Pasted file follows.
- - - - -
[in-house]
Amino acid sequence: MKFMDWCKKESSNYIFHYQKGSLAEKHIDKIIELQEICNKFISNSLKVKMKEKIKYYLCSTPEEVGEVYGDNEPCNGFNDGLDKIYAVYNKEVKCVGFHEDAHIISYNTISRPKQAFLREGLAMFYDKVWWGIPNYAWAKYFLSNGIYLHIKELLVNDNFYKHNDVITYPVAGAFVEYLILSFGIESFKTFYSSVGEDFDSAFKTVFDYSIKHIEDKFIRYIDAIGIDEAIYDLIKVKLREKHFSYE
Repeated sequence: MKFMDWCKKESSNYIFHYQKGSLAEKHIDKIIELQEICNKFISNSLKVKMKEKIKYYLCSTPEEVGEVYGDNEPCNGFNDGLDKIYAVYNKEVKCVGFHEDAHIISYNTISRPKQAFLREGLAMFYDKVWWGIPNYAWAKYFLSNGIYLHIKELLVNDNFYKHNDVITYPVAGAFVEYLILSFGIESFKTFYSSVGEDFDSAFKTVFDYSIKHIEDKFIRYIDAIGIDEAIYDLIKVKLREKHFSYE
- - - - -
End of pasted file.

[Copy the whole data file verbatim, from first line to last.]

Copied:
[in-house]
Amino acid sequence: MKFMDWCKKESSNYIFHYQKGSLAEKHIDKIIELQEICNKFISNSLKVKMKEKIKYYLCSTPEEVGEVYGDNEPCNGFNDGLDKIYAVYNKEVKCVGFHEDAHIISYNTISRPKQAFLREGLAMFYDKVWWGIPNYAWAKYFLSNGIYLHIKELLVNDNFYKHNDVITYPVAGAFVEYLILSFGIESFKTFYSSVGEDFDSAFKTVFDYSIKHIEDKFIRYIDAIGIDEAIYDLIKVKLREKHFSYE
Repeated sequence: MKFMDWCKKESSNYIFHYQKGSLAEKHIDKIIELQEICNKFISNSLKVKMKEKIKYYLCSTPEEVGEVYGDNEPCNGFNDGLDKIYAVYNKEVKCVGFHEDAHIISYNTISRPKQAFLREGLAMFYDKVWWGIPNYAWAKYFLSNGIYLHIKELLVNDNFYKHNDVITYPVAGAFVEYLILSFGIESFKTFYSSVGEDFDSAFKTVFDYSIKHIEDKFIRYIDAIGIDEAIYDLIKVKLREKHFSYE